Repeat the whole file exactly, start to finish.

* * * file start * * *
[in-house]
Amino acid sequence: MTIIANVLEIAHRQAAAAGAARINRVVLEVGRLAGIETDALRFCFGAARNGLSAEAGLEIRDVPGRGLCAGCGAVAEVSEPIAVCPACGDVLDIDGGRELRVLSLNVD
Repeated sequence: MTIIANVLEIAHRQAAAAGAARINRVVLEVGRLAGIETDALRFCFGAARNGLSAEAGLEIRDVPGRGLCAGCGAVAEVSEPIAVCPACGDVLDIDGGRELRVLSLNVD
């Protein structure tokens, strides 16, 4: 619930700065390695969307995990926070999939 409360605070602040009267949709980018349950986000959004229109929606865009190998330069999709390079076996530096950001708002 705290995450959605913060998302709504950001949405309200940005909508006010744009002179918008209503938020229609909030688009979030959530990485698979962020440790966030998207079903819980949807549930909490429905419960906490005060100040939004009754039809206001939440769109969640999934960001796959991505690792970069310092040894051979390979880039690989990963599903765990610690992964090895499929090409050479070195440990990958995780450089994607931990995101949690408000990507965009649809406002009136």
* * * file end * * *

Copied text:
[in-house]
Amino acid sequence: MTIIANVLEIAHRQAAAAGAARINRVVLEVGRLAGIETDALRFCFGAARNGLSAEAGLEIRDVPGRGLCAGCGAVAEVSEPIAVCPACGDVLDIDGGRELRVLSLNVD
Repeated sequence: MTIIANVLEIAHRQAAAAGAARINRVVLEVGRLAGIETDALRFCFGAARNGLSAEAGLEIRDVPGRGLCAGCGAVAEVSEPIAVCPACGDVLDIDGGRELRVLSLNVD
């Protein structure tokens, strides 16, 4: 619930700065390695969307995990926070999939 409360605070602040009267949709980018349950986000959004229109929606865009190998330069999709390079076996530096950001708002 705290995450959605913060998302709504950001949405309200940005909508006010744009002179918008209503938020229609909030688009979030959530990485698979962020440790966030998207079903819980949807549930909490429905419960906490005060100040939004009754039809206001939440769109969640999934960001796959991505690792970069310092040894051979390979880039690989990963599903765990610690992964090895499929090409050479070195440990990958995780450089994607931990995101949690408000990507965009649809406002009136």